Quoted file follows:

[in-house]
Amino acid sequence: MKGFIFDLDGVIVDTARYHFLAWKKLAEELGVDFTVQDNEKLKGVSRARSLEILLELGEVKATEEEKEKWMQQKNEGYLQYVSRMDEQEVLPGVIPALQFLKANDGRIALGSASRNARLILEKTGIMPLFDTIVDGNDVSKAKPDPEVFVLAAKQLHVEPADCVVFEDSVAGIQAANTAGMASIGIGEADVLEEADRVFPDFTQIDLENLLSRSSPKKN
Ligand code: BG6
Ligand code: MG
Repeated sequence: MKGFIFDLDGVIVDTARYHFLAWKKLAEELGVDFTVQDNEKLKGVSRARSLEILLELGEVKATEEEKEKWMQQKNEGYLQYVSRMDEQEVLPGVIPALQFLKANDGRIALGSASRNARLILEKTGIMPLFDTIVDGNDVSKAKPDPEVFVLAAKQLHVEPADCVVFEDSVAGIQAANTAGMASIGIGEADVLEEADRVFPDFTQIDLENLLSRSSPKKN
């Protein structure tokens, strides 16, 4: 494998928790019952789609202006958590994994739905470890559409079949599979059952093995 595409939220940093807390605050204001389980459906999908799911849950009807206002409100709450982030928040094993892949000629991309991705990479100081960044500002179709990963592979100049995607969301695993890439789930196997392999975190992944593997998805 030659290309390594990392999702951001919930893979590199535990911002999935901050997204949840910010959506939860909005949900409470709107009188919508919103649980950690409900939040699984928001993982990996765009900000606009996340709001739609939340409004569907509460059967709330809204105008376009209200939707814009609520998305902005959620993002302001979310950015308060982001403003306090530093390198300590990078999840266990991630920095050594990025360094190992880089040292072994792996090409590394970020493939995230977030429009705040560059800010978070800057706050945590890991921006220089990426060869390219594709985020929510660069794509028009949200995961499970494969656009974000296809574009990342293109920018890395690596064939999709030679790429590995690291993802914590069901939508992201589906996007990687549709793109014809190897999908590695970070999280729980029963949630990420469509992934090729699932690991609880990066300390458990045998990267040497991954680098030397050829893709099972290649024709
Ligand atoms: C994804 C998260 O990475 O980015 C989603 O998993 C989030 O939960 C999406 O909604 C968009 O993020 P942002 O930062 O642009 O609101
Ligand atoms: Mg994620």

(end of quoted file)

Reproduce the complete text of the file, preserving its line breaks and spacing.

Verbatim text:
[in-house]
Amino acid sequence: MKGFIFDLDGVIVDTARYHFLAWKKLAEELGVDFTVQDNEKLKGVSRARSLEILLELGEVKATEEEKEKWMQQKNEGYLQYVSRMDEQEVLPGVIPALQFLKANDGRIALGSASRNARLILEKTGIMPLFDTIVDGNDVSKAKPDPEVFVLAAKQLHVEPADCVVFEDSVAGIQAANTAGMASIGIGEADVLEEADRVFPDFTQIDLENLLSRSSPKKN
Ligand code: BG6
Ligand code: MG
Repeated sequence: MKGFIFDLDGVIVDTARYHFLAWKKLAEELGVDFTVQDNEKLKGVSRARSLEILLELGEVKATEEEKEKWMQQKNEGYLQYVSRMDEQEVLPGVIPALQFLKANDGRIALGSASRNARLILEKTGIMPLFDTIVDGNDVSKAKPDPEVFVLAAKQLHVEPADCVVFEDSVAGIQAANTAGMASIGIGEADVLEEADRVFPDFTQIDLENLLSRSSPKKN
């Protein structure tokens, strides 16, 4: 494998928790019952789609202006958590994994739905470890559409079949599979059952093995 595409939220940093807390605050204001389980459906999908799911849950009807206002409100709450982030928040094993892949000629991309991705990479100081960044500002179709990963592979100049995607969301695993890439789930196997392999975190992944593997998805 030659290309390594990392999702951001919930893979590199535990911002999935901050997204949840910010959506939860909005949900409470709107009188919508919103649980950690409900939040699984928001993982990996765009900000606009996340709001739609939340409004569907509460059967709330809204105008376009209200939707814009609520998305902005959620993002302001979310950015308060982001403003306090530093390198300590990078999840266990991630920095050594990025360094190992880089040292072994792996090409590394970020493939995230977030429009705040560059800010978070800057706050945590890991921006220089990426060869390219594709985020929510660069794509028009949200995961499970494969656009974000296809574009990342293109920018890395690596064939999709030679790429590995690291993802914590069901939508992201589906996007990687549709793109014809190897999908590695970070999280729980029963949630990420469509992934090729699932690991609880990066300390458990045998990267040497991954680098030397050829893709099972290649024709
Ligand atoms: C994804 C998260 O990475 O980015 C989603 O998993 C989030 O939960 C999406 O909604 C968009 O993020 P942002 O930062 O642009 O609101
Ligand atoms: Mg994620």